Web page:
I have no idea if she even has a clue what she wants to study? Does she even really still want to be a linguist? Who knows.
All I know right now is that I need to finish SAT and ACT registration and start work on the FAFSA so that we can keep options open.
October 6th, 2018 at 8:37 pm
oh my goodness. well, all i can say after having a couple of kids hit college age is that a low dose baby aspirin a day is suppose to lessen the traumatic effects of a stroke.
October 7th, 2018 at 5:30 am
Could it be that if you she jumps from boardinggschool to college she will never live with you? That going tonboardingschool was doable if it meant coming back home after that? My son has 2 years left at his current school and university choices are feeling heavy..
October 8th, 2018 at 2:44 pm
Living in South Korea would be an immense shock for her on many levels, I suspect – no matter how much Korean pop culture you consume state-side. If she’d ever like to talk about it, she can email me!
October 8th, 2018 at 2:47 pm
Yes, I totally agree. She has a fairly romanticized ideal about it. I do hope and believe she will get there one day, but this talk of going to university there is kind of akin to when she thought she would be the next Beyonce,. She has a voice made for showering singing and avoids physical activity like the plague, so…. 🙂 Thanks so much for the offer! I’ll let her know!
October 10th, 2018 at 11:57 am
Haha! I’ve had many a student with similar aspirations, misguided and completely endearing all at once. Pro football player, movie or social media star. This is such a great and terrifying age for young adults, taking so many leaps and trying to find their way in the world. I know Hope will find hers – after all, she’s got a great mom to lean on. 😉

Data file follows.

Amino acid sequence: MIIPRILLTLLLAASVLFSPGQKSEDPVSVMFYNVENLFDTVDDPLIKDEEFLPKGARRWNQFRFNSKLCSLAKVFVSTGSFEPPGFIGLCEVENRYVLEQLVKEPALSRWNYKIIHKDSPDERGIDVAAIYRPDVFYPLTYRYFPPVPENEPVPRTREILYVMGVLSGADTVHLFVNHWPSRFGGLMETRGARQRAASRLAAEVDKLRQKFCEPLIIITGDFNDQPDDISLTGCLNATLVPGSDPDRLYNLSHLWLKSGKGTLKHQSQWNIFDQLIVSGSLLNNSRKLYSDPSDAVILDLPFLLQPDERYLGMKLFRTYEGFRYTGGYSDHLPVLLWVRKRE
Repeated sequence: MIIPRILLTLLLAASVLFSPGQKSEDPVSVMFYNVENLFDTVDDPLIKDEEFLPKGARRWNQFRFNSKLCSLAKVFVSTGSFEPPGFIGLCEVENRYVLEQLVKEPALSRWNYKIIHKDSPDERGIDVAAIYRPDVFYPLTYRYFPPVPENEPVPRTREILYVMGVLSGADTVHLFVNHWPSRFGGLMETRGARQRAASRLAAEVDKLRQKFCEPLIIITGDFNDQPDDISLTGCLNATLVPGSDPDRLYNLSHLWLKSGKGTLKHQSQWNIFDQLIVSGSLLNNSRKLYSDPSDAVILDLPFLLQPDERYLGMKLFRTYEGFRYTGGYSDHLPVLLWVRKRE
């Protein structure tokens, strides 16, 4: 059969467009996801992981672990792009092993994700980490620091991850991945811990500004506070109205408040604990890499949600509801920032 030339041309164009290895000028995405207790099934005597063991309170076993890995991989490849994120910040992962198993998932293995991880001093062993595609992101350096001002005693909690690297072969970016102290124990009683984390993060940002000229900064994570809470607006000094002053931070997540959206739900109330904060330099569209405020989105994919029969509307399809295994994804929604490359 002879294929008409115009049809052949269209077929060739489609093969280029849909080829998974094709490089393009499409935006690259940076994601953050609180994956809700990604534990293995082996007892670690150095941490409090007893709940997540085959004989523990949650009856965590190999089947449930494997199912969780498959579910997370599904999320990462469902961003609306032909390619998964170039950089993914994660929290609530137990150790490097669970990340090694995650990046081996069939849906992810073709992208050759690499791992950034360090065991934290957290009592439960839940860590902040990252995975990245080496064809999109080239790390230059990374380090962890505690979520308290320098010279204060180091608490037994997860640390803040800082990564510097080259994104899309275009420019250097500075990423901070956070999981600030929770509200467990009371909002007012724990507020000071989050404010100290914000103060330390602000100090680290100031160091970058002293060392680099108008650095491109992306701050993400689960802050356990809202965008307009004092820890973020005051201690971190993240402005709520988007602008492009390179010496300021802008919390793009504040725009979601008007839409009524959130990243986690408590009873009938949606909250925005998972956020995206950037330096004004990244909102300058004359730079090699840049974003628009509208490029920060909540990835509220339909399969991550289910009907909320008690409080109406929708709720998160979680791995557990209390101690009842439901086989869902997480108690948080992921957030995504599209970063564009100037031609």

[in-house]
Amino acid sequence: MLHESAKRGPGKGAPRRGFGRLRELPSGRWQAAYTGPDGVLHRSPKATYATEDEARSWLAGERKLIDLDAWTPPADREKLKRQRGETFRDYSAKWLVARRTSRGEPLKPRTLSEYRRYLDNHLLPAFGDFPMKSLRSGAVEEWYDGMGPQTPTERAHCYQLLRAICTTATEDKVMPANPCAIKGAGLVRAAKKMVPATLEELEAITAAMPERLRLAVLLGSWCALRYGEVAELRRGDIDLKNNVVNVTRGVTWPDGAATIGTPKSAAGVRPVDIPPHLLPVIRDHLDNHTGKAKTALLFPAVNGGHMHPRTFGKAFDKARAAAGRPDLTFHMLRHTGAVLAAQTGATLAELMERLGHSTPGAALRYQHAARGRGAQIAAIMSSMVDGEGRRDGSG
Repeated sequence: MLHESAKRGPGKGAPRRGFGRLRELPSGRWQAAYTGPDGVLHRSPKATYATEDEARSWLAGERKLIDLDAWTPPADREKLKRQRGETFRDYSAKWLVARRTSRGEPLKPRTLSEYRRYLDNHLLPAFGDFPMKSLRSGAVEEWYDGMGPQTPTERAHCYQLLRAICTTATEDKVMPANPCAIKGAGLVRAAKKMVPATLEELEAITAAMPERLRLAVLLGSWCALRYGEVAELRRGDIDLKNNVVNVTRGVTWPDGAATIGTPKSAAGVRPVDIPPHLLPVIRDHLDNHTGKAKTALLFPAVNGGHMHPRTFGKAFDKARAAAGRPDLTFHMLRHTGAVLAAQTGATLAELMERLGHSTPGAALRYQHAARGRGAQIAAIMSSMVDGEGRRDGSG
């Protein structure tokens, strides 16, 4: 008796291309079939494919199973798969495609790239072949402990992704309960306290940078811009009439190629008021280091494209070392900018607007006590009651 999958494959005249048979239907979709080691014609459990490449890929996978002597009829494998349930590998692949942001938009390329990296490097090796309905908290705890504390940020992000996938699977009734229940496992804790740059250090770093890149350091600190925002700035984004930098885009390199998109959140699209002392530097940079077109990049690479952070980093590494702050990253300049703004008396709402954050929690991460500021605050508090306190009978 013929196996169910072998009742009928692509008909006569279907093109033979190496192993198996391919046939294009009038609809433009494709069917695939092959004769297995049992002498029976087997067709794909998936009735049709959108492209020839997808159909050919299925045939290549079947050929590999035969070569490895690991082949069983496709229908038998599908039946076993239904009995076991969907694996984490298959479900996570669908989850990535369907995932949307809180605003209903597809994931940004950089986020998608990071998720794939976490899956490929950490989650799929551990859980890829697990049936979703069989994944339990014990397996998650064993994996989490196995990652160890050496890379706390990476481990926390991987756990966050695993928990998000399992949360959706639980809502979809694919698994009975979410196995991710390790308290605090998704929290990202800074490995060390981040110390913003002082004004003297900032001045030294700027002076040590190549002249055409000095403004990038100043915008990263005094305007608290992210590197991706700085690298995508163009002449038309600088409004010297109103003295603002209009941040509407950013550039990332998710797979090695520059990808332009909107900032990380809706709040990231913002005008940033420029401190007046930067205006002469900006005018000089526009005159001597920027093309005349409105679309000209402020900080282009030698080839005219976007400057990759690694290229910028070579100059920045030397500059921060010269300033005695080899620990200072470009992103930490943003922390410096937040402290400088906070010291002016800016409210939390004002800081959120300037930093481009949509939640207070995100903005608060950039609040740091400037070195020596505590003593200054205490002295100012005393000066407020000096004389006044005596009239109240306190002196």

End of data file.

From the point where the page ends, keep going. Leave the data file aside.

October 10th, 2018 at 12:14 pm
Thank you. 😘
October 11th, 2018 at 12:19 pm
during the 2012 Olympics, older daughter, who was 17, decided that she wanted to be in the Olympics next time. Despite, you know, not participating in or being interested in sports of any kind. Ah, realistic life goals.
October 8th, 2018 at 8:31 pm
It actually seems to me like coming home and doing community college could be a GREAT option given the losses of family time and mom time that have come with this boarding school opportunity that was too good to turn down. If someone has the opportunity to go to a top notch, high quality four year school, I would say community college does not compare. But if that is not an option, I think financially community college and then transfer to state school makes a lot of sense, and you can transfer to some excellent state schools (and having gone to an Ivy, I definitely feel that one year more or less at college wouldn’t make a ton of difference if I got to do at least some coursework at a true university level). Some community colleges are stronger than others, and then you can get a lot out of them if either your academic background isn’t very strong and learning almost anything is worthwhile and/OR if you’re putting in a lot of work to take advantage of what’s there and make it an interesting/meaningful learning experience. It seems like coming home again would allow this boarding school time to be an academic and independence strengthening experience, but not the end to childhood and full on early launch it could become. Another option might be if there are four year universities she could attend as a commuter student. And also good to remind that you can do a semester or year study abroad in Korea! Sidenote you probably already know, but Korea is probs super racist toward black people, also, or at least just a major novelty factor that would be v unpleasant. But agree it’s definitely good to take the SAT or ACT to keep options open. Although there are an increasing number of schools, including some top tier ones, that no longer require them – you can google lists – so there will still be options if she doesn’t take it.